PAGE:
NAJAF, Iraq (Reuters) - Thousands of angry Shi'ite Muslims, many vowing revenge, thronged the streets of the Iraqi holy city of Najaf on Monday for the funerals. Ayatollah Mohammed Saeed al-Hakim, who was slightly injured in Sunday's bombing, is the uncle of the leader of the Supreme Council for the Islamic Revolution in Iraq (SCIRI), criticized by some Shi'ites for cooperating with the U.S.-led occupation. SCIRI said its movement was the target of Sunday's attack, which blew a hole in the side of Hakim's office and killed three bodyguards. Some supporters blamed a rival cleric who has condemned the presence of foreign troops in strong terms.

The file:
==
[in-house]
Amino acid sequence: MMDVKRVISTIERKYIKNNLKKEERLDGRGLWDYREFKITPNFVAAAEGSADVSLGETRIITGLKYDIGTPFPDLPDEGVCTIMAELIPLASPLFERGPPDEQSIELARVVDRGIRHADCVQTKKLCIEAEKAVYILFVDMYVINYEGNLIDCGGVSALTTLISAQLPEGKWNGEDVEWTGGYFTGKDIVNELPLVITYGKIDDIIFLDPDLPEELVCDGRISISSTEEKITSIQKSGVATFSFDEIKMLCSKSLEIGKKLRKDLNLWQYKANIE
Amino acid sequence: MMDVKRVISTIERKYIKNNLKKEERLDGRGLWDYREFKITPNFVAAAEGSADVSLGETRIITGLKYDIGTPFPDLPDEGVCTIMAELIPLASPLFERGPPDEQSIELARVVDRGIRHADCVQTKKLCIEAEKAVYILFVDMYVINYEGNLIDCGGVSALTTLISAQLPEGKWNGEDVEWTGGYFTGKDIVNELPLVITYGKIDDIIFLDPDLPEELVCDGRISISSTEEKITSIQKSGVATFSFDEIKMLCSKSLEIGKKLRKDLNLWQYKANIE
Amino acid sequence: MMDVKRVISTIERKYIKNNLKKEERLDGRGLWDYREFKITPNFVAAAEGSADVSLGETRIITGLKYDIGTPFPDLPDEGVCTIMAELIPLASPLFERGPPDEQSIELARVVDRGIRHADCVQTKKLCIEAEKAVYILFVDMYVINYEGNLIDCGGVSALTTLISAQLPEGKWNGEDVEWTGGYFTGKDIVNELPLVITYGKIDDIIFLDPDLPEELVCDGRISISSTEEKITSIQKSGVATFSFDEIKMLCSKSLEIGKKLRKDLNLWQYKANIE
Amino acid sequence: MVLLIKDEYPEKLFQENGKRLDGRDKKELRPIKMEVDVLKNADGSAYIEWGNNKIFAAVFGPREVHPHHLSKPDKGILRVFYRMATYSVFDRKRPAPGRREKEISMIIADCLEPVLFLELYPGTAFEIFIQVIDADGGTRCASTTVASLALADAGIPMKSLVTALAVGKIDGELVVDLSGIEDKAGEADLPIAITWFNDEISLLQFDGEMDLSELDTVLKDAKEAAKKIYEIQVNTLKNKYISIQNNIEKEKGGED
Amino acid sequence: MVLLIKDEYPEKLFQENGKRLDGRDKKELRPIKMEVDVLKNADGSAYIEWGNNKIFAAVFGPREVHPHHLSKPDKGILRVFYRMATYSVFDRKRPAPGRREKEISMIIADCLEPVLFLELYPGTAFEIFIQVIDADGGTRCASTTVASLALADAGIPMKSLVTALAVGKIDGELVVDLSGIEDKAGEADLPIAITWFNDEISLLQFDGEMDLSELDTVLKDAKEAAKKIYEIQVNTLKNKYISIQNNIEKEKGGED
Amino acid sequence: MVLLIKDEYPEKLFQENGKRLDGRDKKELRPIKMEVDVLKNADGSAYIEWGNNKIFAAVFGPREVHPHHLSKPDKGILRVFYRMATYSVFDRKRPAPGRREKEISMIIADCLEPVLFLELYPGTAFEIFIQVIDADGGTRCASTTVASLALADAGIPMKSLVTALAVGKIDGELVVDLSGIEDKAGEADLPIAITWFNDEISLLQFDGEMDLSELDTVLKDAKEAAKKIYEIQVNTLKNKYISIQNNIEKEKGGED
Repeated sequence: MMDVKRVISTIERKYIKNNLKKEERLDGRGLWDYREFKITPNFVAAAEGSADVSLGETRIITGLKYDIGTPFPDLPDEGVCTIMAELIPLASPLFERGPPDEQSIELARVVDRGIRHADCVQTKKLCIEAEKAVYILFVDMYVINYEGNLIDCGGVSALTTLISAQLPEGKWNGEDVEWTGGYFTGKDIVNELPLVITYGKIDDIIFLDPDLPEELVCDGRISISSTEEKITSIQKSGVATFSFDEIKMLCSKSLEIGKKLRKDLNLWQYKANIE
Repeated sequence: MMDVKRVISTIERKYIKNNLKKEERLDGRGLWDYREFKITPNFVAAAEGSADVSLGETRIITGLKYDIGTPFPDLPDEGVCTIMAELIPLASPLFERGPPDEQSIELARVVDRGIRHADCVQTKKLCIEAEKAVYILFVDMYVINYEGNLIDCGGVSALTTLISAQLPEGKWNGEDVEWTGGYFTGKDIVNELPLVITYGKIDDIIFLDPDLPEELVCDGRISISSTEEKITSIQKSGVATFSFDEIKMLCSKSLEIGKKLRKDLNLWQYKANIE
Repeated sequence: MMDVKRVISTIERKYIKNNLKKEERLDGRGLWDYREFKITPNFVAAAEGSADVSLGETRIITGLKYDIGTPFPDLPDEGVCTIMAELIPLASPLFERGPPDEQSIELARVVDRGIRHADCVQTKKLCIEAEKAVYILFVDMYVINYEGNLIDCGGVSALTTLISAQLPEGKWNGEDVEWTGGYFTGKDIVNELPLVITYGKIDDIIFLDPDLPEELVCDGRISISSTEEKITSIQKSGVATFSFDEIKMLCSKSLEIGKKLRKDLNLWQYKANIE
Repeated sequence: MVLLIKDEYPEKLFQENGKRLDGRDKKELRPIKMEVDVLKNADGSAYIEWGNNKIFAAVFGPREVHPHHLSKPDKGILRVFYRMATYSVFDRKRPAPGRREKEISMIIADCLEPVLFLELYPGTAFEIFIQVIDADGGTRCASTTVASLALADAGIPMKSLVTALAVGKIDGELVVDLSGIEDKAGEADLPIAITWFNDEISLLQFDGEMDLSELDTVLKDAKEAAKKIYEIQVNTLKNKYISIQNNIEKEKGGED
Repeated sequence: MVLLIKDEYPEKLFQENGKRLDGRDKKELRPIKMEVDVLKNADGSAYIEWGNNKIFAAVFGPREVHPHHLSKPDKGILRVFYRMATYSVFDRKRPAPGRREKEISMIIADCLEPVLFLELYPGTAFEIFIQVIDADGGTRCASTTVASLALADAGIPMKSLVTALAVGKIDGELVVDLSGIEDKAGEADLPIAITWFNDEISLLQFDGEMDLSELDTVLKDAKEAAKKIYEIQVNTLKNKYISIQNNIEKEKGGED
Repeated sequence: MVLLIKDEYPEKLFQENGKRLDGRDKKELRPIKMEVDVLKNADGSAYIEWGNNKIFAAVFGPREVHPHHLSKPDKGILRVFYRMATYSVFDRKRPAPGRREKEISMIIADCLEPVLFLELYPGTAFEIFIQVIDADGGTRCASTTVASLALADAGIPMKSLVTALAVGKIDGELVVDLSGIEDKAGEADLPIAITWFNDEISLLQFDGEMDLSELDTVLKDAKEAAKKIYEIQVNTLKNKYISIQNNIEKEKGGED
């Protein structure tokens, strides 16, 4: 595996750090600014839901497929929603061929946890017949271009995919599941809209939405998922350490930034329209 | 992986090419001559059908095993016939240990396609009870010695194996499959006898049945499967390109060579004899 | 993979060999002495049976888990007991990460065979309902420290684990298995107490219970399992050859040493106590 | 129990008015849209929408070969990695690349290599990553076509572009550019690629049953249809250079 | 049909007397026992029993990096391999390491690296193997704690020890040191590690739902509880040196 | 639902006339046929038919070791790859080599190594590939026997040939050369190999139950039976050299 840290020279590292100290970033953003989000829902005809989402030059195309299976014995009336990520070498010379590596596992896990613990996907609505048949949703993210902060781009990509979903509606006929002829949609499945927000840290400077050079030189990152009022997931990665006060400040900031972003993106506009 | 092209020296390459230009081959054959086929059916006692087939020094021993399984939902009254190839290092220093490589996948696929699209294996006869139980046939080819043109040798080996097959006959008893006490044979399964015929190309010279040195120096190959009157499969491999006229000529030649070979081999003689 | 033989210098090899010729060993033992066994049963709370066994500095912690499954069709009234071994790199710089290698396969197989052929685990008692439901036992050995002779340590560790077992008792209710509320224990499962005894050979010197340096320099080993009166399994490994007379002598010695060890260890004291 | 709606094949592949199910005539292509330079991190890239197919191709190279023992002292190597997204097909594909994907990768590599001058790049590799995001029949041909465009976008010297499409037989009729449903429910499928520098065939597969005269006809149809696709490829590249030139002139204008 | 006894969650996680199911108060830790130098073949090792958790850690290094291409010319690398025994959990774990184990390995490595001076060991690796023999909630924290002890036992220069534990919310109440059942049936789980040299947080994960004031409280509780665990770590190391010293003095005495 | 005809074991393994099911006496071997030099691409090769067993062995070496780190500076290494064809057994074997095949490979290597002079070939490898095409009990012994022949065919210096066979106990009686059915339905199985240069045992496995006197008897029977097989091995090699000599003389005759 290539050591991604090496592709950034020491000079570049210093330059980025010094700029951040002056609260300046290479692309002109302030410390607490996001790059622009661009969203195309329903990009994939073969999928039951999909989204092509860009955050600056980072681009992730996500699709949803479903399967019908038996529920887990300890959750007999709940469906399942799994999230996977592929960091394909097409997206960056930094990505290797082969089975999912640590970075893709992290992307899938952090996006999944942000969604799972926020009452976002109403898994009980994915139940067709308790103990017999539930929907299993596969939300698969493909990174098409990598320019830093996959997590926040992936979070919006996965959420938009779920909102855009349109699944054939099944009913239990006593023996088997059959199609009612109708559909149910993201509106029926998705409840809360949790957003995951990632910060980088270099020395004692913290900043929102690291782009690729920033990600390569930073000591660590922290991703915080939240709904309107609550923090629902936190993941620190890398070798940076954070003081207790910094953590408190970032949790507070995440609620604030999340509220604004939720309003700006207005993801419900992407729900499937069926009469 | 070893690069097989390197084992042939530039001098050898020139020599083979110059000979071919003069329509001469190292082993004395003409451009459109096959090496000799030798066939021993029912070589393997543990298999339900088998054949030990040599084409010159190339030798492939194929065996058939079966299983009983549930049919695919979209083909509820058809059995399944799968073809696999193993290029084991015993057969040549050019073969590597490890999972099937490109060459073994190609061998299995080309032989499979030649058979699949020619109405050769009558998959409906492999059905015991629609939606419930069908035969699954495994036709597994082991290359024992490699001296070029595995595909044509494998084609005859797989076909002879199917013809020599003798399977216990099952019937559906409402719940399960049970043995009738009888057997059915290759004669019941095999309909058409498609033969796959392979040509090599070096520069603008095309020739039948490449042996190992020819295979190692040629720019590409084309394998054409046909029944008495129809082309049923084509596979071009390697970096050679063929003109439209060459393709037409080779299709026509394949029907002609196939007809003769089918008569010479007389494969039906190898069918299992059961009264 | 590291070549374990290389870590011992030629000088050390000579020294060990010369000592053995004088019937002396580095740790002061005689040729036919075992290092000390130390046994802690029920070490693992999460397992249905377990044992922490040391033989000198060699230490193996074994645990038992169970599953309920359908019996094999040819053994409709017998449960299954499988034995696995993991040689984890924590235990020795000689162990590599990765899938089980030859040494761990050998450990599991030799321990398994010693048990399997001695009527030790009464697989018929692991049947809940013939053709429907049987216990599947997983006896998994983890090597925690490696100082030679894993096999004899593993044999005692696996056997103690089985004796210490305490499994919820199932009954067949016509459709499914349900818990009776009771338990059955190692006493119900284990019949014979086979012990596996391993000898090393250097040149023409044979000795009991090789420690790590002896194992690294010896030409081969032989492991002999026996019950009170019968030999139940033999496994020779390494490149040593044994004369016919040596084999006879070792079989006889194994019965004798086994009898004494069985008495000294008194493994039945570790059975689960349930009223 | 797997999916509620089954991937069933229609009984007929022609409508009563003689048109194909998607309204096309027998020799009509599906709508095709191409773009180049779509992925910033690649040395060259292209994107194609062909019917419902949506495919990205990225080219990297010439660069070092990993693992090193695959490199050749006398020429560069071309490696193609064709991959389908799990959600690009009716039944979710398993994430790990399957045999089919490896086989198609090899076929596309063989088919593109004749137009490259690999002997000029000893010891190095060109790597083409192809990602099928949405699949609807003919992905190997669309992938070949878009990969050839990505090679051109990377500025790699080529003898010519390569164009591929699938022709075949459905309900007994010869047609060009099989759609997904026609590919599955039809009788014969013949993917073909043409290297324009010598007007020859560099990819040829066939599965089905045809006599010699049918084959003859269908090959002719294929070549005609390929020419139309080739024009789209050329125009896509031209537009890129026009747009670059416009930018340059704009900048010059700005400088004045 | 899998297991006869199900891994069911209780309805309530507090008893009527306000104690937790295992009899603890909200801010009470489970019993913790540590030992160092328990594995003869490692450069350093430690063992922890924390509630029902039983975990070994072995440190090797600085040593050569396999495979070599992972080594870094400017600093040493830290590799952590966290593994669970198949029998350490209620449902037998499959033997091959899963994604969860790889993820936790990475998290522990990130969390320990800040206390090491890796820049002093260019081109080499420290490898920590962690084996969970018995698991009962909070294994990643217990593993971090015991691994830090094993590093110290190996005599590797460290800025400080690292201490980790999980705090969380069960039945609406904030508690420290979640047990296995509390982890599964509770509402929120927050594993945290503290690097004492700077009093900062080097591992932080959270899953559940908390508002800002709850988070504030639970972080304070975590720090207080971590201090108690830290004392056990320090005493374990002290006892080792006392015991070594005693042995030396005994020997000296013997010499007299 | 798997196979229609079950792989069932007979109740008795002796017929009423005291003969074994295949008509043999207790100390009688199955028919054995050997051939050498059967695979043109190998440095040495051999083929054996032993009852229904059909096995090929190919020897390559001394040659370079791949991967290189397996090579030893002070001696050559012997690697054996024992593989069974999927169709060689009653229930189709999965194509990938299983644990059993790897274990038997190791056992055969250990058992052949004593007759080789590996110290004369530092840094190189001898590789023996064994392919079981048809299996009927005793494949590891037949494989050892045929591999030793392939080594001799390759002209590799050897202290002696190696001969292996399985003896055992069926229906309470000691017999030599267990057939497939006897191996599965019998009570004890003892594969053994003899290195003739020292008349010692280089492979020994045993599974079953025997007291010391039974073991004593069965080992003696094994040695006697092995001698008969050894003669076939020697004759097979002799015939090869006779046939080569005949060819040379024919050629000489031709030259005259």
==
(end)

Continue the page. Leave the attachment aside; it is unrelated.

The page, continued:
The U.S. faces a dilemma. It cannot ameliorate the ethnic quarrels without interfering in the quarrels. If the U.S. intervenes, its forces will be subjected to a backlash from offended parties. Iraq is moving to civil strife and possible Civil War.
Past U.S. policies towards Iraq and recent U.S. military actions against Iraq have a common and needless thread: destroying the life of Iraq. Occupation is not changing the process. Regardless of the number of years or generations of U.S. occupation, after the occupiers leave, Iraq might revert to its pre-occupation status. Africa provides an example: Almost all of Africa remains in turmoil decades after the end of their colonization.
American authorities cite Post WWII Germany and Japan as models of successful occupation and reconstruction and predict the same result for a future Iraq. Major differences:
- Germany and Japan have strong and unified national identities. Iraq is ethnically diverse.